Rip Off the Red Tape Band-Aid

Red Tape,” according to the ubiquitous Wikipedia, is “an idiom that refers to excessive regulation or rigid conformity to formal rules that is considered redundant or bureaucratic and hinders or prevents action or decision-making.”  What amazes me is that many companies forget who put on the red tape in the first place.  “We can’t do that, it doesn’t follow our protocols!” “We have to do it this way per our procedures,” or “This is what our process requires us to do.” 

When asked if these protocols/procedures/processes are required by some external regulatory body, most of the time the answer is no.  The company themselves wrote the protocol, procedure, or process; there is no external governing body which holds them to maintaining a legacy practice ad infinitum (or who even cares in the first place!).  Yes, sometimes companies are ISO, SQF, under FDA or FDIC regulations, or certified by some other body – but guess what?  Even those certification bodies mainly care that the company does what it claims to do.  They hold you to your own standards. 

Effectively, the company itself decides how much red tape to put on any given process or procedure.

So why don’t companies just CHANGE their outdated, ineffective, excessively complicated, disorganized, ambiguous (etc.) “red tape” methods of doing things? 

One reason is that they are stuck in a “fixed mindset,” where they cannot even conceive of making changes.  Change is never easy; we human beings tend to fear the unknown.  Many of us have heard the proverb that it is better to choose the familiar but unpleasant situation rather than the unfamiliar one because that may turn out worse.  But guess what… it also may turn out better, and there’s only one way to find out.

One very exciting company that AJC works with has really embraced the “growth mindset” as described in the book Mindset by Carol Dweck.  This company is ready to embrace change; they recognize that putting processes in place and writing out protocols and procedures does not bind them forever; it just binds them until they recognize a better way of doing things, then they make (and effect) improvements!  A few months ago, we conducted an internal audit of their laboratory.  The laboratory does not use large amounts of hazardous chemicals, but they do use small amounts occasionally, and they have an eyewash station in the lab.  Their safety shower, however, is in a different room and there is a door between the lab and the shower which is typically shut while lab personnel is working.  I pointed this out as a potential safety issue to the manager.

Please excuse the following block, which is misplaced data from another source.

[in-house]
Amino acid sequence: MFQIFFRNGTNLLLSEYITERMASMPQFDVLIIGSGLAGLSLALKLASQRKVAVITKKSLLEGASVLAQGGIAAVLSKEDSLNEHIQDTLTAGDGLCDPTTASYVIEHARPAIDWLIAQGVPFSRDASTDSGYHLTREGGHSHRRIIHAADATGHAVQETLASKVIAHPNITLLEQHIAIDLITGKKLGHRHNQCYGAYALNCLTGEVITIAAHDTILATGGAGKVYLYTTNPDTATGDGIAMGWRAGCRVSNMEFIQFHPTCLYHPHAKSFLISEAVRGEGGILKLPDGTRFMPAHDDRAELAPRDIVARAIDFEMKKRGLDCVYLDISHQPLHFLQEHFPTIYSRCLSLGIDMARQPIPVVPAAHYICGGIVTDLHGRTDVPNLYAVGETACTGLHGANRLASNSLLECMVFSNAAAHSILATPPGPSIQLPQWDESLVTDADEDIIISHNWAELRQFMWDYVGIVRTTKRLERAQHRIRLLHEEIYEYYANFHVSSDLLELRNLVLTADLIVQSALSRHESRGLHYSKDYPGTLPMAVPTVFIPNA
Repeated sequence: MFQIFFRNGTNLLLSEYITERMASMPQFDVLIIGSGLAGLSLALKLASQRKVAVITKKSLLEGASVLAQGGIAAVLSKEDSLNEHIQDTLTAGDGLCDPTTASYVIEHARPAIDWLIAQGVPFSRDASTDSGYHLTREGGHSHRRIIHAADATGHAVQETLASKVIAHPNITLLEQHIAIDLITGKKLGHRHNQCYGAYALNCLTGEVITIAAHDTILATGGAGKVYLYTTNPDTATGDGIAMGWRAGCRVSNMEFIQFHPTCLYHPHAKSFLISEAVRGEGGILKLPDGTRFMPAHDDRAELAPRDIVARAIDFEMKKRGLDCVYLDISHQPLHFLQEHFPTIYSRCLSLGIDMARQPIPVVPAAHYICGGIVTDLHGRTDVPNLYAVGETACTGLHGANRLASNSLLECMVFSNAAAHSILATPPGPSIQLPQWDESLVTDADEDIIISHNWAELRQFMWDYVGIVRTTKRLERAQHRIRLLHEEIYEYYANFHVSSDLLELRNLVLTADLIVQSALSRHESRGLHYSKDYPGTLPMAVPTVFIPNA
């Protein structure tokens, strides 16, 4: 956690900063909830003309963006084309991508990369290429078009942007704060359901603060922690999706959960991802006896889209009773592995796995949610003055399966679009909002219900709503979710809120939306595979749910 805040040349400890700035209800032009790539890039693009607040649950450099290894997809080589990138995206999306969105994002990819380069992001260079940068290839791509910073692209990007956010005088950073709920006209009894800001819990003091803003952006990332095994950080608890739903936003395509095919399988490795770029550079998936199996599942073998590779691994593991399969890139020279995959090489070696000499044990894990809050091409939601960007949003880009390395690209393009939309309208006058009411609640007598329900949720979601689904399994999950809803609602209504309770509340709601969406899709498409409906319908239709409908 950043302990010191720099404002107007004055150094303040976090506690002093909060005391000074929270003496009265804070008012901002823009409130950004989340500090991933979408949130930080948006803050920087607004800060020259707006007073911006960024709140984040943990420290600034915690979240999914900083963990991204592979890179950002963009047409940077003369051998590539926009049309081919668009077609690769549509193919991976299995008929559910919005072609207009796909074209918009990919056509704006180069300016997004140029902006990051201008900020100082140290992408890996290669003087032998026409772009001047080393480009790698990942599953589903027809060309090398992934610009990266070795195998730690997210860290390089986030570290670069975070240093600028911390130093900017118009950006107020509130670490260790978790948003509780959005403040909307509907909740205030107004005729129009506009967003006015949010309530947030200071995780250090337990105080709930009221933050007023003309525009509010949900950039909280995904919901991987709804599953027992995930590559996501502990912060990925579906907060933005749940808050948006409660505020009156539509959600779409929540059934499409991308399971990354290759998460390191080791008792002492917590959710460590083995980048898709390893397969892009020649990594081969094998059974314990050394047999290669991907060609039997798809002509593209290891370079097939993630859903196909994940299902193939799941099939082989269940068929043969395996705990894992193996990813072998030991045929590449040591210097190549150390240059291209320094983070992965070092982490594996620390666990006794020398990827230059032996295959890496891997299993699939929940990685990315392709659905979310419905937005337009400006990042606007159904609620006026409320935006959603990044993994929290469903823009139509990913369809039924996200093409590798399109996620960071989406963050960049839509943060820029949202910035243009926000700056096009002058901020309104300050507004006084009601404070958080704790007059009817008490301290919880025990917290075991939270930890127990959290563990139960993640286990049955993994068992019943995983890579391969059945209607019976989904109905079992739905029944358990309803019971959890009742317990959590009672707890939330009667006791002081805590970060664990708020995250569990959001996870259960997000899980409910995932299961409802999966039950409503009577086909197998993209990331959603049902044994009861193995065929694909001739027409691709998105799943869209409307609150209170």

Within minutes the manager had created a sign and hung it on the door stating that the door was never to be closed when a worker was in the lab alone.  Additionally, she verbally informed all the lab staff of this new rule right away.  By the next week when I arrived, the sign had been printed and laminated on both sides of the door, and all the surrounding personnel in every department had also been trained on the rule.

Needless to say, I was super impressed!  Not only did this company push back on their “protocol” of how they typically operate in the lab with the door closed, but they had made the change within minutes and formalized it within a week.  Everyone recognized that a change was needed, and embraced it without reservation.  This is just one example of the many improvements being made at this company where almost everyone has a growth mindset.

Since the only constant is change itself, we may as well train our mindsets toward growth and Rip Off the Red Tape Band-Aid! 

What will it take your company to do this?